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Plasma levels of six carotenoids in nine European countries: report from the European Prospective Investigation into Cancer and Nutrition (EPIC)

Published online by Cambridge University Press:  02 January 2007

Wael K Al-Delaimy
Affiliation:
Unit of Nutrition and Cancer, International Agency for Research on Cancer (IARC), 150 Cours Albert Thomas, 69372 Lyon Cedex 08, France
Pietro Ferrari
Affiliation:
Unit of Nutrition and Cancer, International Agency for Research on Cancer (IARC), 150 Cours Albert Thomas, 69372 Lyon Cedex 08, France
Nadia Slimani
Affiliation:
Unit of Nutrition and Cancer, International Agency for Research on Cancer (IARC), 150 Cours Albert Thomas, 69372 Lyon Cedex 08, France
Jean-Paul Steghens
Affiliation:
Biochemistry Laboratory C, Hôpital Edouard Herriot, Lyon, France
Sheila Bingham
Affiliation:
MRC Dunn Human Nutrition Unit, Cambridge, UK
Ingegerd Johansson
Affiliation:
Department of Odontology Cariology, Umeå University, Umeå, Sweden
Peter Wallström
Affiliation:
Department of Medicine, Surgery & Orthopaedics, Lund University, Malmö, Sweden
Kim Overvad
Affiliation:
Department of Epidemiology and Social Medicine, University of Aarhus, Aarhus, Denmark
Anne Tjønneland
Affiliation:
Institute of Cancer Epidemiology, Danish Cancer Society, Copenhagen, Denmark
Tim J Key
Affiliation:
Cancer Research UK, Oxford, UK
Ailsa A Welch
Affiliation:
Strangeways Research Laboratory, University of Cambridge, Cambridge, UK
H Bas Bueno-de-Mesquita
Affiliation:
National Institute of Public Health and the Environment, Bilthoven, The Netherlands
Petra HM Peeters
Affiliation:
Julius Center for Health Sciences and Primary Care, University Medical Center, Utrecht, The Netherlands
Heiner Boeing
Affiliation:
German Institute of Human Nutrition, Potsdam-Rehbrücke, Germany
Françloise Clavel-Chapelon
Affiliation:
INSERM U 521, Institut Gustave Roussy, Villejuif, France
Catherine Guibout
Affiliation:
INSERM U 521, Institut Gustave Roussy, Villejuif, France
Carmen Navarro
Affiliation:
Department of Epidemiology, Health Council of Murcia, Murcia, Spain
Jose Ramón Quirós
Affiliation:
Regional Office of Public Health of Asturias, Oviedo, Spain
Domenico Palli
Affiliation:
Molecular & Nutritional Epidemiology Unit, CSPO, Scientific Institute of Tuscany, Florence, Italy
Egidio Celentano
Affiliation:
Department of Clinical & Experimental Medicine, University of Naples Federico II, Naples, Italy
Antonia Trichopoulou
Affiliation:
University of Athens Medical School, Athens, Greece
Vassiliki Benetou
Affiliation:
University of Athens Medical School, Athens, Greece
Rudolf Kaaks
Affiliation:
Unit of Nutrition and Cancer, International Agency for Research on Cancer (IARC), 150 Cours Albert Thomas, 69372 Lyon Cedex 08, France
Elio Riboli
Affiliation:
Unit of Nutrition and Cancer, International Agency for Research on Cancer (IARC), 150 Cours Albert Thomas, 69372 Lyon Cedex 08, France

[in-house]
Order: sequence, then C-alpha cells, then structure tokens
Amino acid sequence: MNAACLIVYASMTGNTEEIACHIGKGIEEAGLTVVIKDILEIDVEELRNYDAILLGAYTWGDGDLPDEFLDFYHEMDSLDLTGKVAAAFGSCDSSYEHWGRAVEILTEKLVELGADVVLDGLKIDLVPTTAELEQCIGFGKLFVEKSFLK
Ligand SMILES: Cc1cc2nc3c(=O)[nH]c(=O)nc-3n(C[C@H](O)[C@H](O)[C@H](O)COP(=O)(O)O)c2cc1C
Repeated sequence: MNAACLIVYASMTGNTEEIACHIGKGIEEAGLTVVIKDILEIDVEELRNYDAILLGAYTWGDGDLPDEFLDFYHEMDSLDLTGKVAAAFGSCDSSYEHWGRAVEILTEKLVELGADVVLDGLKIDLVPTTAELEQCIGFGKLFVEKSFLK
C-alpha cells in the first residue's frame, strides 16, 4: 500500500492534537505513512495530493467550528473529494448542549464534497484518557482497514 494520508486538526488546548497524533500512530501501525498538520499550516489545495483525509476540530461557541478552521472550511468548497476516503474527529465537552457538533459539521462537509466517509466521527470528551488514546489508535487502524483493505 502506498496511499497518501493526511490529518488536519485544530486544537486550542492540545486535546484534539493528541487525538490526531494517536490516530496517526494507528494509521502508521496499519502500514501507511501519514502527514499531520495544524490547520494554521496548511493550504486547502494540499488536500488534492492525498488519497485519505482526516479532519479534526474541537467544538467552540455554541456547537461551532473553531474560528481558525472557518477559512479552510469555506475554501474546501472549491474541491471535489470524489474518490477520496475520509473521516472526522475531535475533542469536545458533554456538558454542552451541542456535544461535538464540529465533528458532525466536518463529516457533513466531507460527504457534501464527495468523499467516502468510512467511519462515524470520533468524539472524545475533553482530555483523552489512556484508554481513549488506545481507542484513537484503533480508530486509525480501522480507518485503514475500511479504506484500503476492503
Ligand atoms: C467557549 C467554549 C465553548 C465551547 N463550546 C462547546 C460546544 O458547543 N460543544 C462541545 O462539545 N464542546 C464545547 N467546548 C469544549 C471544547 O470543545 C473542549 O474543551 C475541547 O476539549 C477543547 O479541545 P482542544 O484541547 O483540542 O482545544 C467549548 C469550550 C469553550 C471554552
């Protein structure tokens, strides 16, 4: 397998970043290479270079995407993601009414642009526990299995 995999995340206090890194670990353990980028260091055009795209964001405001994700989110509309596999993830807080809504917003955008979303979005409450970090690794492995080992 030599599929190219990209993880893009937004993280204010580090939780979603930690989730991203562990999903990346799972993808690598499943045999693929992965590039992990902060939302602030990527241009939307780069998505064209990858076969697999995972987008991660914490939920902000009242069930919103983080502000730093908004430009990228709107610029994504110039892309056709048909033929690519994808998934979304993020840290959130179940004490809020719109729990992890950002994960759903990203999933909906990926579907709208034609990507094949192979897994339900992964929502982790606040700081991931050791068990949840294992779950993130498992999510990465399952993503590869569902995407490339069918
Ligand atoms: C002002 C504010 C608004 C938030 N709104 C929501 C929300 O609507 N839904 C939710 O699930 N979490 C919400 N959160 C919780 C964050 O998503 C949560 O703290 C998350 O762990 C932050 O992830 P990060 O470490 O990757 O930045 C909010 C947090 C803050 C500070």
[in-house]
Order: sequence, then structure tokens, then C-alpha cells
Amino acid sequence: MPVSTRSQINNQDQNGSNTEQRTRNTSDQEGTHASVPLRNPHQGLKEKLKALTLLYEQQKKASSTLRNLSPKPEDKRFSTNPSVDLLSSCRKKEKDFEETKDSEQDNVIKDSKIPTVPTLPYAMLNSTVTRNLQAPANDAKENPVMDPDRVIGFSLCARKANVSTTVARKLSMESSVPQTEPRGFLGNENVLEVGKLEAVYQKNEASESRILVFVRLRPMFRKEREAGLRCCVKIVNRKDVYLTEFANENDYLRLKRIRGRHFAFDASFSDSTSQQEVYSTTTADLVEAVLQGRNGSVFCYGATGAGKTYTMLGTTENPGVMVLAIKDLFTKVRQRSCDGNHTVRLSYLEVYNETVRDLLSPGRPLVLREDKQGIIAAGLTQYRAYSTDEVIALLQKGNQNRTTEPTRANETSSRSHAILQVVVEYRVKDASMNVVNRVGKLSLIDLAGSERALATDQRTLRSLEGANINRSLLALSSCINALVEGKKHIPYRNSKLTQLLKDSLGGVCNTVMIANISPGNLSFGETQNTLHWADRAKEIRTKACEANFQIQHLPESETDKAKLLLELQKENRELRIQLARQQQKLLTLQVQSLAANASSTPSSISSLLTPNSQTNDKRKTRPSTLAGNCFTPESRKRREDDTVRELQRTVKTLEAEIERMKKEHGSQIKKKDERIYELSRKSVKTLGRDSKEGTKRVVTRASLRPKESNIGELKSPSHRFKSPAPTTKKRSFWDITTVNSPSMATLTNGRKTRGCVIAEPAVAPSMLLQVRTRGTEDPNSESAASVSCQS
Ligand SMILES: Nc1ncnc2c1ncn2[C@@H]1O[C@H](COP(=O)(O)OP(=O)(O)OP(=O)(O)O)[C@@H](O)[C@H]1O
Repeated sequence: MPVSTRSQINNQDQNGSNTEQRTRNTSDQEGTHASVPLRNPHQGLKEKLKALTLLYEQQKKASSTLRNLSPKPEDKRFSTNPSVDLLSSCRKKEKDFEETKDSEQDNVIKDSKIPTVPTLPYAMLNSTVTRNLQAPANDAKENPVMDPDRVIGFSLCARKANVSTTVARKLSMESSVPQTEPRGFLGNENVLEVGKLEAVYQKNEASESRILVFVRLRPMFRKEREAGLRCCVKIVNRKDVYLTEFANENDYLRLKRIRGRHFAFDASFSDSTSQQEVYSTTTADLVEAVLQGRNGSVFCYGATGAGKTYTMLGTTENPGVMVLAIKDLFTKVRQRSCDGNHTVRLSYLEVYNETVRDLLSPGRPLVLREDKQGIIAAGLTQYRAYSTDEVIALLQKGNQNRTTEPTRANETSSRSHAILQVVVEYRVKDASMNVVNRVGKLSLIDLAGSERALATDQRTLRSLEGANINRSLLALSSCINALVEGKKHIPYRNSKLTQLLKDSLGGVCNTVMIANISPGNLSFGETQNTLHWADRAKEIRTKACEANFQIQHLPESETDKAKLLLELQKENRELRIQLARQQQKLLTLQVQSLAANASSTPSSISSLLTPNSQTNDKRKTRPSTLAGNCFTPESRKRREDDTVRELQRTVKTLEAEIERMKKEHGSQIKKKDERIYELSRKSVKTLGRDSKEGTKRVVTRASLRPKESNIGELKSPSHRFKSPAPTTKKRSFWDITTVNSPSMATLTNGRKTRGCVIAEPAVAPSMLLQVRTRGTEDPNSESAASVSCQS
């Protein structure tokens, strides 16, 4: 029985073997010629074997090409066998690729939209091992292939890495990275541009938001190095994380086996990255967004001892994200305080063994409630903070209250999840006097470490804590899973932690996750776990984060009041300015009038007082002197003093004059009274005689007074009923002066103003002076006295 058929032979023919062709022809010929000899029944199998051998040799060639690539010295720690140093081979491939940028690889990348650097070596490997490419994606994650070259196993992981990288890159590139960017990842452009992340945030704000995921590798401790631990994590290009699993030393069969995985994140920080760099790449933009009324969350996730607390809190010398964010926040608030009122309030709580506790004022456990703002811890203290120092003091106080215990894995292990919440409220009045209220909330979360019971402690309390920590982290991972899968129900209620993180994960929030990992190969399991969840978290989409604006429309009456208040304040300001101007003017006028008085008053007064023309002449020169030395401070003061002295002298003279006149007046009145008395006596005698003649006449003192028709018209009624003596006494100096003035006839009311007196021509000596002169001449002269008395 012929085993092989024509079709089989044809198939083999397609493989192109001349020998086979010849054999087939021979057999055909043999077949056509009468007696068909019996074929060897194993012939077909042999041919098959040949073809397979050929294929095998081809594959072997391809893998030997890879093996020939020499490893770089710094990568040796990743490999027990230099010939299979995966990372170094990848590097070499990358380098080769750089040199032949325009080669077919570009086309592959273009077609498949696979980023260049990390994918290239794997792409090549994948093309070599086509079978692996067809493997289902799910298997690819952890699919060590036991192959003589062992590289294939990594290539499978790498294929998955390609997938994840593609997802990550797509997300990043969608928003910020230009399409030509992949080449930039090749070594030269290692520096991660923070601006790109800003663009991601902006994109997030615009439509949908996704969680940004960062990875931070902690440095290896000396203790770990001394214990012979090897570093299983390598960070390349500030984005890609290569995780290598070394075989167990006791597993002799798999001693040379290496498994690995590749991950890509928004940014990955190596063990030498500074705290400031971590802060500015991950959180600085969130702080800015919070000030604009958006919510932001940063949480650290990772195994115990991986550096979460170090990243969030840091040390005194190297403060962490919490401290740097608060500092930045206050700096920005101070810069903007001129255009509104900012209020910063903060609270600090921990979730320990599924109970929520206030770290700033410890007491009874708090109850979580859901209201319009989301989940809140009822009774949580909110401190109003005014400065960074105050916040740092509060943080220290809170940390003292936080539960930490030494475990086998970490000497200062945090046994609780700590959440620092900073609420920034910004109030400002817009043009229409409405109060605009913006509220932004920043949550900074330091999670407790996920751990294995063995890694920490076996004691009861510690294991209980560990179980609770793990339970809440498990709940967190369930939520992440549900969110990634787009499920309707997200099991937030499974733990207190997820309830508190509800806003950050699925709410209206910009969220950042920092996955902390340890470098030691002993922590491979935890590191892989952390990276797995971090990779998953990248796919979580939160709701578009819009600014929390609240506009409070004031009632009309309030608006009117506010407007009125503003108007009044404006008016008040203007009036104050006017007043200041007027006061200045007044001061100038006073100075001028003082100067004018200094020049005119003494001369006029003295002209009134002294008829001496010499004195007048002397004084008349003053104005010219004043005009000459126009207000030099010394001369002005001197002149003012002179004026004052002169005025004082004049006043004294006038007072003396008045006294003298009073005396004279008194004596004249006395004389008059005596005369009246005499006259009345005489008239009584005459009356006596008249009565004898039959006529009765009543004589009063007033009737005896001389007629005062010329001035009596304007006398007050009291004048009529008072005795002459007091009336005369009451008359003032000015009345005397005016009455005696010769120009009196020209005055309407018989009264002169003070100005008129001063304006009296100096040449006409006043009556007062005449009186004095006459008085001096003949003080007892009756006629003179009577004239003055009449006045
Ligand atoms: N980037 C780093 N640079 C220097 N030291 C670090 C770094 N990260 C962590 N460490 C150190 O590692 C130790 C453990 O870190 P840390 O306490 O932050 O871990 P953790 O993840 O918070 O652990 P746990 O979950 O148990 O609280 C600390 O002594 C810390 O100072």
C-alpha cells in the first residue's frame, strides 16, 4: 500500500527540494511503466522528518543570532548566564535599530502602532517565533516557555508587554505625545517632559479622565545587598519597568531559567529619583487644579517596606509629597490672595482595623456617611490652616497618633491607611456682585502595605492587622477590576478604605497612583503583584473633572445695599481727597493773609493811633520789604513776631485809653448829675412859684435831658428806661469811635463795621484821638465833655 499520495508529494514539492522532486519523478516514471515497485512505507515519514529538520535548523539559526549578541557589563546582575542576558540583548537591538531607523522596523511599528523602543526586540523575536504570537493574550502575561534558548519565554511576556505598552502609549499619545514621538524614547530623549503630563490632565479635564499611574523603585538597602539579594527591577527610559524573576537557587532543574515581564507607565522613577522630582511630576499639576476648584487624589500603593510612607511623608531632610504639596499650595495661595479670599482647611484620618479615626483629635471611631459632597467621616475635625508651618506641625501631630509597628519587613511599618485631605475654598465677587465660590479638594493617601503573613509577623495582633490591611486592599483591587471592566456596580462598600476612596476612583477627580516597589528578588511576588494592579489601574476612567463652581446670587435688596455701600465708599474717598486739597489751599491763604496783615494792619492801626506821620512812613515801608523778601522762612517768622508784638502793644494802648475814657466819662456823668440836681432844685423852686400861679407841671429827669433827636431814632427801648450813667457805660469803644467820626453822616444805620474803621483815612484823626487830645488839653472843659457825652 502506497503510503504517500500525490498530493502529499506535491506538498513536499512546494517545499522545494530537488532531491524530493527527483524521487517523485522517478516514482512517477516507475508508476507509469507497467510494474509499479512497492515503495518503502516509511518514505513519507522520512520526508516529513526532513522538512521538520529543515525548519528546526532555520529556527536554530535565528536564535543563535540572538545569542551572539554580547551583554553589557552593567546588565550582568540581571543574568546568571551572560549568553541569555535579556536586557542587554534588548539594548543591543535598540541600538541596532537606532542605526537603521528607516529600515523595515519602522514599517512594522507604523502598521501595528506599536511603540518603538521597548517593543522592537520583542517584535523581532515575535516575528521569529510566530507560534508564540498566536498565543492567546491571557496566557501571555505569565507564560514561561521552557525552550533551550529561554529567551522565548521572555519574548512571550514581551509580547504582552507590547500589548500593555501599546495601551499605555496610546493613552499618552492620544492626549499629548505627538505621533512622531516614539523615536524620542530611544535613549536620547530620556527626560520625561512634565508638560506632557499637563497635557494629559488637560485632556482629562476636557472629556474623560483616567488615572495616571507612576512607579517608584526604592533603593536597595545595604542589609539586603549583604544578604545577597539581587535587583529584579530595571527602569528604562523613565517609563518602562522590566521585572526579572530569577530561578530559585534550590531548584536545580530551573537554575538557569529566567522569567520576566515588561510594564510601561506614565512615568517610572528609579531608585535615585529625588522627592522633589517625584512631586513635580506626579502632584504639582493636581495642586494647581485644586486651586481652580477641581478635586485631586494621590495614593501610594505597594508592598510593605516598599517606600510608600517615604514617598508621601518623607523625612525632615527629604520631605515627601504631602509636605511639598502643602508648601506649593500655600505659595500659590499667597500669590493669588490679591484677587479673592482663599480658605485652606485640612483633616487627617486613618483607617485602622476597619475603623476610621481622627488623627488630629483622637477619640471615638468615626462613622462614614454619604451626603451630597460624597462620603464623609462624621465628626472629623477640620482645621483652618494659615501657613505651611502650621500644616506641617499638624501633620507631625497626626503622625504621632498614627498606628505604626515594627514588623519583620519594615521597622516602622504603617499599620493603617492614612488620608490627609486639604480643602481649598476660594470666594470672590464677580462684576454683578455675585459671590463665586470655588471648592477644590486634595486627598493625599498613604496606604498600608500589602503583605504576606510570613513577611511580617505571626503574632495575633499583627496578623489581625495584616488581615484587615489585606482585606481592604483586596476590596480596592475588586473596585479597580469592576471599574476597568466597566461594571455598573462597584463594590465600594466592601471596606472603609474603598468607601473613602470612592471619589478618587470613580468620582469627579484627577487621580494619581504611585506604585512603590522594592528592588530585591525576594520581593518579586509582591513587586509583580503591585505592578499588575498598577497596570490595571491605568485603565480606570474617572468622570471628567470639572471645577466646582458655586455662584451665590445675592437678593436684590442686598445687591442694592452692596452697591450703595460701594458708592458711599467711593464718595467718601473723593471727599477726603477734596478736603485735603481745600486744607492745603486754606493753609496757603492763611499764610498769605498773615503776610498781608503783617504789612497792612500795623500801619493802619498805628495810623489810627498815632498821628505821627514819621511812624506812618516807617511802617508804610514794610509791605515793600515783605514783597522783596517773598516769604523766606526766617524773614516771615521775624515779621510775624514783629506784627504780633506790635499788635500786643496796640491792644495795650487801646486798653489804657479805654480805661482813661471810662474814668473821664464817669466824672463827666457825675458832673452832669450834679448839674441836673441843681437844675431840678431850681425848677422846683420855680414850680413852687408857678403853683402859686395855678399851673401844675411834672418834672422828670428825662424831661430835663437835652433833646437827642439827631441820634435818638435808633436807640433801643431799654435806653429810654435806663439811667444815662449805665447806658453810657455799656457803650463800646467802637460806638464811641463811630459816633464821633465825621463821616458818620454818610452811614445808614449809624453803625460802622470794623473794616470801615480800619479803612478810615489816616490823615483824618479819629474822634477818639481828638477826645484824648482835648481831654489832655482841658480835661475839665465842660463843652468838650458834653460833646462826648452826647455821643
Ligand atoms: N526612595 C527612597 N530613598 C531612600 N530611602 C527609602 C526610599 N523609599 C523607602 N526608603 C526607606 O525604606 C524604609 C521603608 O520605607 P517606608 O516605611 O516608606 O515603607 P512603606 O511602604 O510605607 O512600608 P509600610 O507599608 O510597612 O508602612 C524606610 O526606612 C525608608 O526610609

Corresponding
E-mail address:
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Abstract

Background:

In addition to their possible direct biological effects, plasma carotenoids can be used as biochemical markers of fruit and vegetable consumption for identifying diet–disease associations in epidemiological studies. Few studies have compared levels of these carotenoids between countries in Europe.

Objective:

Our aim was to assess the variability of plasma carotenoid levels within the cohort of the European Prospective Investigation into Cancer and Nutrition (EPIC).

Methods:

Plasma levels of six carotenoids – α-carotene, β-carotene, β-cryptoxanthin, lycopene, lutein and zeaxanthin – were measured cross-sectionally in 3043 study subjects from 16 regions in nine European countries. We investigated the relative influence of gender, season, age, body mass index (BMI), alcohol intake and smoking status on plasma levels of the carotenoids.

Results:

Mean plasma level of the sum of the six carotenoids varied twofold between regions (1.35μmoll−1 for men in Malmö, Sweden vs. 2.79μmoll−1 for men in Ragusa/Naples, Italy; 1.61μmoll−1 for women in The Netherlands vs. 3.52μmoll−1 in Ragusa/Naples, Italy). Mean levels of individual carotenoids varied up to fourfold (α-carotene: 0.06μmoll−1 for men in Murcia, Spain vs. 0.25μmoll−1 for vegetarian men living in the UK). In multivariate regression analyses, region was the most important predictor of total plasma carotenoid level (partial R2=27.3%), followed by BMI (partial R2=5.2%), gender (partial R2=2.7%) and smoking status (partial R2=2.8%). Females had higher total carotenoid levels than males across Europe.

Conclusions:

Plasma levels of carotenoids vary substantially between 16 different regions in Italy, Greece, Spain, France, Germany, the UK, Sweden, Denmark and The Netherlands. Compared with region of residence, the other demographic and lifestyle factors and laboratory measurements have limited predictive value for plasma carotenoid levels in Europe.

Type
Research Article
Copyright
Copyright © CAB International 2004

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